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How could a 'no-deal' Brexit affect the UK car industry?

Jaguar Land Rover latest to warn about dangers to changes in trade relations, after BMW...

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Jaguar Land Rover is the latest to warn that changes in the trade relationship with the EU after Brexit will jeopardise jobs here. The CEO Ralf Speth said yesterday: “If the UK automotive industry is to remain globally competitive and protect 300,000 jobs in Jaguar Land Rover and our supply chain, we must retain tariff and customs-free access to trade and talent with no change to current EU regulations.”

He went on: “We urgently need greater certainty to continue to invest heavily in the UK.” If there’s one thing the industry dislikes more than adversity (in the form of taxes or unfavourable exchange rates, say) it’s uncertainty.

JLR’s warning comes within days of very much the same thing from BMW. Ian Robertson, global sales and marketing chief, said: “If we don’t get clarity in the next couple of months we have to start making those contingency plans… which means making the UK less competitive than it is in a very competitive world right now.” He was speaking on the eve of his retirement, so he was probably being more frank than hitherto.

‘Contingency plans’ of course means, as Speth says of JLR, dialling back on future investment. Currently BMW uses British factories to make hundreds of thousands of Minis and Rolls-Royces, and many more engines. But the next generations could be built elsewhere.

Nissan has also warned similar things about the future of Sunderland, though it’s worth noting that the decision to build the next generation of X-Trail and Qashqai there was announced after the Brexit vote. Nissan’s CEO Carlos Ghosn has a history of sabre-rattling. For years he said Sunderland would lose out if the UK didn’t join the Euro, but neither happened.

Anyway, what is the car industry afraid of?

First of the worries: friction. If there are customs controls at ports, and queues of lorries result, it’s chaos for the car industry. You will have heard of ‘just in time’ production. Suppliers of components and systems send their stuff to the factory by truck, and often the factory will hold just a few hours of stock. The truck deliveries are timed to the minute. (The reason for this is money – a car maker doesn’t want to pay for thousands of seats, dashboards, gearboxes etc and then not use them for weeks.)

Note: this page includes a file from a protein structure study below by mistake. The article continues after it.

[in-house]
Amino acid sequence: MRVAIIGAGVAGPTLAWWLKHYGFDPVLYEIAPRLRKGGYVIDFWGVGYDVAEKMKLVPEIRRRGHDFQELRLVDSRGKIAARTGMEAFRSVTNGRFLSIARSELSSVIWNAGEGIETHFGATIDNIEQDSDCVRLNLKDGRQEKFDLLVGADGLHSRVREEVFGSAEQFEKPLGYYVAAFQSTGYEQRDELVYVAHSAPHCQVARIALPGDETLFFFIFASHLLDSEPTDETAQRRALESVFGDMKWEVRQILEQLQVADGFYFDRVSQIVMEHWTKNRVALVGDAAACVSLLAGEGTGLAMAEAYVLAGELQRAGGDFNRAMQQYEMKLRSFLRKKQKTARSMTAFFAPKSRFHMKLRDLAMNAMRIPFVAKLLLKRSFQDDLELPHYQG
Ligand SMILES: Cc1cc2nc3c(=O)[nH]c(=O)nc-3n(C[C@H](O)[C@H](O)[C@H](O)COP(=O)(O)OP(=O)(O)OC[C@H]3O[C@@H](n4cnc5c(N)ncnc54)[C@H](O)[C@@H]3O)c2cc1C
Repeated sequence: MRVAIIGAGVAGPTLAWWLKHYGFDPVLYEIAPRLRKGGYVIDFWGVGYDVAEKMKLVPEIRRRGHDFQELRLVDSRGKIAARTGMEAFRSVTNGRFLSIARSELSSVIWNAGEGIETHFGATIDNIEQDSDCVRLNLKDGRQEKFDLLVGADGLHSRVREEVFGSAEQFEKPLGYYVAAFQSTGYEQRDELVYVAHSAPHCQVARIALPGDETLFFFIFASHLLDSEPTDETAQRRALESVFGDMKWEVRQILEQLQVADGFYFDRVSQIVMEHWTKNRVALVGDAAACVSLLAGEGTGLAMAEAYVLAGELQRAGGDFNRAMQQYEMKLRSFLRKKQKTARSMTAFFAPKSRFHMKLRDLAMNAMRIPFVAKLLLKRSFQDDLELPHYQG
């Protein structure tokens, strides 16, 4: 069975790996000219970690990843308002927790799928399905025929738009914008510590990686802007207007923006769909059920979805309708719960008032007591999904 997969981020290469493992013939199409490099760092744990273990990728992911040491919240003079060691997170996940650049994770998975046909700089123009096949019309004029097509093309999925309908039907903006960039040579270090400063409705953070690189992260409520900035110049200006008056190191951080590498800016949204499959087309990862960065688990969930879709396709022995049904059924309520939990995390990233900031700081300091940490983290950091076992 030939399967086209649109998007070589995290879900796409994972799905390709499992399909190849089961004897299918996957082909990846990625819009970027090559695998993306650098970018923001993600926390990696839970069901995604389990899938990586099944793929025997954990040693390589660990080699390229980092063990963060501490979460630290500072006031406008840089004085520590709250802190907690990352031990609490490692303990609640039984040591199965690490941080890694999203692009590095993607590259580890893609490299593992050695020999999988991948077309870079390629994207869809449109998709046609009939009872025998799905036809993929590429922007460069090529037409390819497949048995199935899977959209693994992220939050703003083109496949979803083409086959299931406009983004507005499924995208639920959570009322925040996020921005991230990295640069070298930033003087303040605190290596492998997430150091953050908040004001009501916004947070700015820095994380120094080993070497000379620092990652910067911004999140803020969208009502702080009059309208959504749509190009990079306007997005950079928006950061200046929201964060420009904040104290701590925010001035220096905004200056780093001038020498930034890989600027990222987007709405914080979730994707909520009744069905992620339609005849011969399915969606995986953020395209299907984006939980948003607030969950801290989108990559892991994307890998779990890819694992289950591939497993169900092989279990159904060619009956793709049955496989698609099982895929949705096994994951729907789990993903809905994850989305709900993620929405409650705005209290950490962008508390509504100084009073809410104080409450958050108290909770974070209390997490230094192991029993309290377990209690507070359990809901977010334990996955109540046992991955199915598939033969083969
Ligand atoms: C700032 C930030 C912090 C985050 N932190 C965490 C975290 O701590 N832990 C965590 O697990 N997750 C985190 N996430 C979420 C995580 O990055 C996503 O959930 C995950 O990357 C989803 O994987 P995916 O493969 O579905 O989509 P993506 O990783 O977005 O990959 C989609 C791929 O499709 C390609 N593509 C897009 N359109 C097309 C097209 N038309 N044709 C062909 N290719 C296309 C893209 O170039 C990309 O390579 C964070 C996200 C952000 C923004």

If new border controls are instigated, I think we can assume they will operate imperfectly, for days or months. The Mini’s headlights are made in Spain, among the 60 per cent of the 3,000 components in a Mini that come from the European mainland. Imagine everything in the system is going well and all the other parts arrive safely and on time at the Oxford plant. But if the headlight lorry is held up, then immediately there will be no Minis until it arrives.

Second of the worries: tariffs. Many of the parts in many of the components of a UK-built car will have crossed the Channel several times. They begin life as castings or basic mouldings in one country and get built into ever-bigger sub-assembles elsewhere, and finally are exported as part of a complete car.

If we crash out of the EU with no trade deal and default to World Trade Organisation tariffs, that’s four or five per cent on components at each Channel crossing, and ten per cent on the complete car. Jaguar Land Rover estimates this would amount to £1.2 billion a year for its operations.

Third worry: regulation. JLR’s Speth, his sources tell me, is extremely exercised about this. For the sake of keeping a lid on the cost of manufacturing and engineering, UK-market cars would need to be bound by the same safety and emissions rules as EU market ones. That’s already been agreed, for the foreseeable future. But it goes further. The EU would have to accept that the paints and plastics in UK-made cars meet their rules. Rules written for the safety of both the consumers and the people who work in the plants.

When we leave, that could impose a vast extra layer of certification and homologation. And it applies to global exports. At the moment the US takes British-made cars because they meet EU rules. If we’re not in the single market, we will have to prove not just to the Europeans but to the Americans too that the plastics, paint and components in our cars are safe.

The car industry is also worried about movement of people. JLR has 1,000 EU nationals working in the UK, mostly in vital high-value engineering posts. There is a huge skills shortage. Go to McLaren, JLR, Ford: they all employ European engineers, even though they are trying to recruit from the UK. Many of JLR’s board are EU nationals, though Speth himself, born German, now has a UK passport.

So he’s not explicitly calling for us to remain in the single market. That would sound ‘political’ given the Prime Minister has said we are leaving it. But he is pleading for crucial outcomes which almost amount to staying in.

‘Free access to the single market’ is a simple slogan but a stupendously complicated thing. Winding the clock back to 1973 before Britain joined the EEC is basically impossible. One spokesman said to me: “The car industry has changed out of all recognition since then and it’s almost as if the single market was designed around us.”

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